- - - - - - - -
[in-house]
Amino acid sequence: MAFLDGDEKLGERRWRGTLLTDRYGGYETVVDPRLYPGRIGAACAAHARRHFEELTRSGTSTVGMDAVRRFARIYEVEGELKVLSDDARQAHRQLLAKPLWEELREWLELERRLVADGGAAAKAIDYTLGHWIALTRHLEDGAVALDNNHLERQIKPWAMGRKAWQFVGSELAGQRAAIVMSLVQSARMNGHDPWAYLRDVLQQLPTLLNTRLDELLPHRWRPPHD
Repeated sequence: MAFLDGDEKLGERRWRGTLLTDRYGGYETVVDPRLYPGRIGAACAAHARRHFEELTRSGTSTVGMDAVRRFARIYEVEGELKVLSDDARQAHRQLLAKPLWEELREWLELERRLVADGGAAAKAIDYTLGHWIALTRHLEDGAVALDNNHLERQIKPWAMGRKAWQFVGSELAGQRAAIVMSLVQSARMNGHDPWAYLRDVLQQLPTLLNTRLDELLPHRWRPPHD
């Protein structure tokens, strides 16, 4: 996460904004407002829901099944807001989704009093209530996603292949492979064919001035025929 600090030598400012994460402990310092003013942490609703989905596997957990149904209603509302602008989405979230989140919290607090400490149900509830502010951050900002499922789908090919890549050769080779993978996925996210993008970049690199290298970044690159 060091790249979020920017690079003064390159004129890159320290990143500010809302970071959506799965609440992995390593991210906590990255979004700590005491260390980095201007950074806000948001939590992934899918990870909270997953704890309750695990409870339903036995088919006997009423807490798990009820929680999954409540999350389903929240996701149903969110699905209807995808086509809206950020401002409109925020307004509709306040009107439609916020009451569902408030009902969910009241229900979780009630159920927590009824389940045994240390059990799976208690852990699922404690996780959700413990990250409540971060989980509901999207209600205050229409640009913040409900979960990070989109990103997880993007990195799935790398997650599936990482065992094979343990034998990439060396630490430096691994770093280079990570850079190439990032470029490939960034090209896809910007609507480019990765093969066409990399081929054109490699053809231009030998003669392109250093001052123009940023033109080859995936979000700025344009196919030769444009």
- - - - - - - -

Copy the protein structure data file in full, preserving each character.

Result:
[in-house]
Amino acid sequence: MAFLDGDEKLGERRWRGTLLTDRYGGYETVVDPRLYPGRIGAACAAHARRHFEELTRSGTSTVGMDAVRRFARIYEVEGELKVLSDDARQAHRQLLAKPLWEELREWLELERRLVADGGAAAKAIDYTLGHWIALTRHLEDGAVALDNNHLERQIKPWAMGRKAWQFVGSELAGQRAAIVMSLVQSARMNGHDPWAYLRDVLQQLPTLLNTRLDELLPHRWRPPHD
Repeated sequence: MAFLDGDEKLGERRWRGTLLTDRYGGYETVVDPRLYPGRIGAACAAHARRHFEELTRSGTSTVGMDAVRRFARIYEVEGELKVLSDDARQAHRQLLAKPLWEELREWLELERRLVADGGAAAKAIDYTLGHWIALTRHLEDGAVALDNNHLERQIKPWAMGRKAWQFVGSELAGQRAAIVMSLVQSARMNGHDPWAYLRDVLQQLPTLLNTRLDELLPHRWRPPHD
């Protein structure tokens, strides 16, 4: 996460904004407002829901099944807001989704009093209530996603292949492979064919001035025929 600090030598400012994460402990310092003013942490609703989905596997957990149904209603509302602008989405979230989140919290607090400490149900509830502010951050900002499922789908090919890549050769080779993978996925996210993008970049690199290298970044690159 060091790249979020920017690079003064390159004129890159320290990143500010809302970071959506799965609440992995390593991210906590990255979004700590005491260390980095201007950074806000948001939590992934899918990870909270997953704890309750695990409870339903036995088919006997009423807490798990009820929680999954409540999350389903929240996701149903969110699905209807995808086509809206950020401002409109925020307004509709306040009107439609916020009451569902408030009902969910009241229900979780009630159920927590009824389940045994240390059990799976208690852990699922404690996780959700413990990250409540971060989980509901999207209600205050229409640009913040409900979960990070989109990103997880993007990195799935790398997650599936990482065992094979343990034998990439060396630490430096691994770093280079990570850079190439990032470029490939960034090209896809910007609507480019990765093969066409990399081929054109490699053809231009030998003669392109250093001052123009940023033109080859995936979000700025344009196919030769444009």